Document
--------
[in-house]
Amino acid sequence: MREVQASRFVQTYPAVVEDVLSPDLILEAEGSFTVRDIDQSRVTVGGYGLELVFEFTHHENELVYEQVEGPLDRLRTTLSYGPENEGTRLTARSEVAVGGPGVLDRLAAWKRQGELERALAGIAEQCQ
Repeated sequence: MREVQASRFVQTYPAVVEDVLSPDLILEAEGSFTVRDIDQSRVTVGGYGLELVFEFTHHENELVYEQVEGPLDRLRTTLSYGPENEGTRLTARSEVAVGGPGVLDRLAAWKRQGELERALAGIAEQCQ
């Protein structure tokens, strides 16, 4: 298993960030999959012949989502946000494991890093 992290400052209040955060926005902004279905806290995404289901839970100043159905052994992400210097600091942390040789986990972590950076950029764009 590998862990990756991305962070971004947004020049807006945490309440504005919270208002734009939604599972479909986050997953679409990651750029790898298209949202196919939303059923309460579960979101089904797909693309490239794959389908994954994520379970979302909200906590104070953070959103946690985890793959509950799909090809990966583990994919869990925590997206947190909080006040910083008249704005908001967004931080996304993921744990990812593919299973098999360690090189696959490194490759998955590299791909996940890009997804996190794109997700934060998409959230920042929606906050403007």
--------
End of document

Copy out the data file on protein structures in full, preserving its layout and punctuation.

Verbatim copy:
[in-house]
Amino acid sequence: MREVQASRFVQTYPAVVEDVLSPDLILEAEGSFTVRDIDQSRVTVGGYGLELVFEFTHHENELVYEQVEGPLDRLRTTLSYGPENEGTRLTARSEVAVGGPGVLDRLAAWKRQGELERALAGIAEQCQ
Repeated sequence: MREVQASRFVQTYPAVVEDVLSPDLILEAEGSFTVRDIDQSRVTVGGYGLELVFEFTHHENELVYEQVEGPLDRLRTTLSYGPENEGTRLTARSEVAVGGPGVLDRLAAWKRQGELERALAGIAEQCQ
């Protein structure tokens, strides 16, 4: 298993960030999959012949989502946000494991890093 992290400052209040955060926005902004279905806290995404289901839970100043159905052994992400210097600091942390040789986990972590950076950029764009 590998862990990756991305962070971004947004020049807006945490309440504005919270208002734009939604599972479909986050997953679409990651750029790898298209949202196919939303059923309460579960979101089904797909693309490239794959389908994954994520379970979302909200906590104070953070959103946690985890793959509950799909090809990966583990994919869990925590997206947190909080006040910083008249704005908001967004931080996304993921744990990812593919299973098999360690090189696959490194490759998955590299791909996940890009997804996190794109997700934060998409959230920042929606906050403007």